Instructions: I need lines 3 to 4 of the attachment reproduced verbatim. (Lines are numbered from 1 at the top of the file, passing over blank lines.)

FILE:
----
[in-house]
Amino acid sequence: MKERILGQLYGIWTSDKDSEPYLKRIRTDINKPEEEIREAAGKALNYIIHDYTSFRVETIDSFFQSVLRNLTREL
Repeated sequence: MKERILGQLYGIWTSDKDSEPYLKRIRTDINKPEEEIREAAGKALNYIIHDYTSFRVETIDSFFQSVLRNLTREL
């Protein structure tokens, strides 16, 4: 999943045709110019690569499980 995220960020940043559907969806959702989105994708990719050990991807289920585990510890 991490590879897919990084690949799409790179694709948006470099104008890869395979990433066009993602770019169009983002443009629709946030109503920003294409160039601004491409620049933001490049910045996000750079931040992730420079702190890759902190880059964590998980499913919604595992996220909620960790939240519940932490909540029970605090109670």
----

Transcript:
Repeated sequence: MKERILGQLYGIWTSDKDSEPYLKRIRTDINKPEEEIREAAGKALNYIIHDYTSFRVETIDSFFQSVLRNLTREL
């Protein structure tokens, strides 16, 4: 999943045709110019690569499980 995220960020940043559907969806959702989105994708990719050990991807289920585990510890 991490590879897919990084690949799409790179694709948006470099104008890869395979990433066009993602770019169009983002443009629709946030109503920003294409160039601004491409620049933001490049910045996000750079931040992730420079702190890759902190880059964590998980499913919604595992996220909620960790939240519940932490909540029970605090109670």